Shortly before the end of the last century, Georges Duby (1919-1996), a great specialist in the Middle Ages, offered a comparison of fears, but also of their management.
Paul Dembinski – Director of the Finance Observatory
Not so long ago serenity, even euphoria, prevailed in the Western world. Today, the mental landscape of the West is quite different: confidence in the binomial market and democracy with dimensions of the world is dwindling, the apprehension of tomorrow is progressing and highlights the vulnerabilities of our societies.
Shortly before the end of the last century, Georges Duby (1919-1996), a great specialist in the Middle Ages, proposed a comparison of the fears, but also of their handling, of the year one thousand with those of the end of the IIe millennium.
In the year 1000, the fear of misery occupies, according to Duby, the first place, with the bad harvest as the main cause. The author insists, it is not poverty that scares then, but misery that rhymes with famine. The fear is not about personal marginalization, as is often the case today, but it is indeed a collective fear. Indeed, in the community, both family and village, there was room for everyone. If poverty struck, it therefore struck everyone in the same way because of solidarity. In other words, the inequalities were erased at the time before the vital nature of the need and the lords played the game by opening their attics.
“Our solidarity mechanisms are less inclusive and therefore the anxiety of dropping out is more personal than a thousand years ago.”
Today, we are afraid of an economic downturn with the key to the loss of a few points of GDP. Such a shock strikes first the most fragile who thus risk marginalization; certainly, not hunger and indigence, but the loss of their dignity and their place in society. It is by this yardstick that we scrutinize prices, energy availability and the waltz in the prices of raw materials and agricultural commodities. Our solidarity mechanisms are less inclusive and therefore the anxiety of dropping out is more personal than a thousand years ago.
Duby then addresses “fear of the other”, essentially the fear of invasion. Western Europe in the year 1000 experienced this. The fear of the other also had a religious dimension, that of confrontation with “unbelievers”. In our societies, the fear of the other is also present. It feeds populism and the locking of borders. And even if religiosity is in free fall, the fear of the other retains a strong cultural dimension.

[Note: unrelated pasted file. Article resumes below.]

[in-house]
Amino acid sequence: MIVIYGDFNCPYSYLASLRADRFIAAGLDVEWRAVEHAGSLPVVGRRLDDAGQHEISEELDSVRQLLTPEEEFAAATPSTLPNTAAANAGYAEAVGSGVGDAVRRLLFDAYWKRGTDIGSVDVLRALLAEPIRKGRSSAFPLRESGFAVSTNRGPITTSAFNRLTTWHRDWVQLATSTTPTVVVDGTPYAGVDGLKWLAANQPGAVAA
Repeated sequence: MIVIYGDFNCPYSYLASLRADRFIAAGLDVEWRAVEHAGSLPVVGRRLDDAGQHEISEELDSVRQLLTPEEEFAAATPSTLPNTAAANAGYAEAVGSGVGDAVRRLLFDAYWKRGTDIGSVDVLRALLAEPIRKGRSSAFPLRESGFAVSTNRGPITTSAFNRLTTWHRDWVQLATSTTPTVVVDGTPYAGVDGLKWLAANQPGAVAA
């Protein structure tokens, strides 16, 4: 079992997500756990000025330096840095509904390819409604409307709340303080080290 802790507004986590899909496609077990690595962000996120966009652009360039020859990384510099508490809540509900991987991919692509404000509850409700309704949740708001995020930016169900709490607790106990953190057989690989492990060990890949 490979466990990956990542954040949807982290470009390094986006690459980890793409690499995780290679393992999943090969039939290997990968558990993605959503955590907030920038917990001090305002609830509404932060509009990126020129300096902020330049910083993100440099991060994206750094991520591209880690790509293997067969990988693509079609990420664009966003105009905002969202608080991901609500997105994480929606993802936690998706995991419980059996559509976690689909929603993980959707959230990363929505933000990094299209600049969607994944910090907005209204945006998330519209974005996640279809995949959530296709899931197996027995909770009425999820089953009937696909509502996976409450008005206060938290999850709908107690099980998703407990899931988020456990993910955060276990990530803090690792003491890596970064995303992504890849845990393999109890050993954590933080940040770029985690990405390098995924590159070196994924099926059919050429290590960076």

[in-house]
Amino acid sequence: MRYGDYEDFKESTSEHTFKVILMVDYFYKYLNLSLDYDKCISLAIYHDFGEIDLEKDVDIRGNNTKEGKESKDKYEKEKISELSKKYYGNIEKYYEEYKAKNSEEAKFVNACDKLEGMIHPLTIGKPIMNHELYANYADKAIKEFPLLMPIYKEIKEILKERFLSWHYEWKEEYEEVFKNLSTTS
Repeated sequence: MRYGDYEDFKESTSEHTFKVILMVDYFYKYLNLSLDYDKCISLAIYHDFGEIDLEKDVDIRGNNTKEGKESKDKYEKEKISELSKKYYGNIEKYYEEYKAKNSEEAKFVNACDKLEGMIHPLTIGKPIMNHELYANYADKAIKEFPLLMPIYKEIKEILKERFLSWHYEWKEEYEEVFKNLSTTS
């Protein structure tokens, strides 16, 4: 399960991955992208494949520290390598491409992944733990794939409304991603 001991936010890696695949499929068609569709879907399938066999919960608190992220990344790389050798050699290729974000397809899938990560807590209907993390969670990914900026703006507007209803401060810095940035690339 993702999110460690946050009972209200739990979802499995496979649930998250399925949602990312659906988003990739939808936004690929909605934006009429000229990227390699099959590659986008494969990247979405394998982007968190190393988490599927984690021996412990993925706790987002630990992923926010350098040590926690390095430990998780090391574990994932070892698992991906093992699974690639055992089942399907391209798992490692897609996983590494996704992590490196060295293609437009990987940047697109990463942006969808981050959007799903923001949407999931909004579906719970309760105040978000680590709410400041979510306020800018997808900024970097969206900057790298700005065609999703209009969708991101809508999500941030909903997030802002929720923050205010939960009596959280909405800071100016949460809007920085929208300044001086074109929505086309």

“In our societies, the fear of the other is very present. It feeds populism and the locking of borders.”
In the order of the fears of the year one thousand, that of the epidemic comes next. Misunderstood diseases spread quickly, wreak havoc and move away to return – for some – a few years later. This situation reminds everyone of the fragility of existence and trivializes death. Today, after the waves of the coronavirus, we took – albeit reluctantly – a booster shot of modesty and humility about the limits of medicine.
At the end of this comparison, two differences should be noted. The first concerns the fear of climate change which, in a short time, has become a major concern of populations and governments. A thousand years ago, natural disasters were read in terms of divine punishment, which gave them an eschatological significance.
The second difference is that Christianity and its eschatology – the perspective of the Last Judgment and life after death – was the unifying principle of society and gave it the resources of resilience, energy and inventiveness, to fight and ultimately overcome all fears.
Today, technological innovation is the sole bearer of all promises of brighter tomorrows. The future will tell us if it is enough to mobilize and give us the necessary courage. As for transcendence, it has lost its place in our collective mentality. Is it final? History is full of twists and turns.
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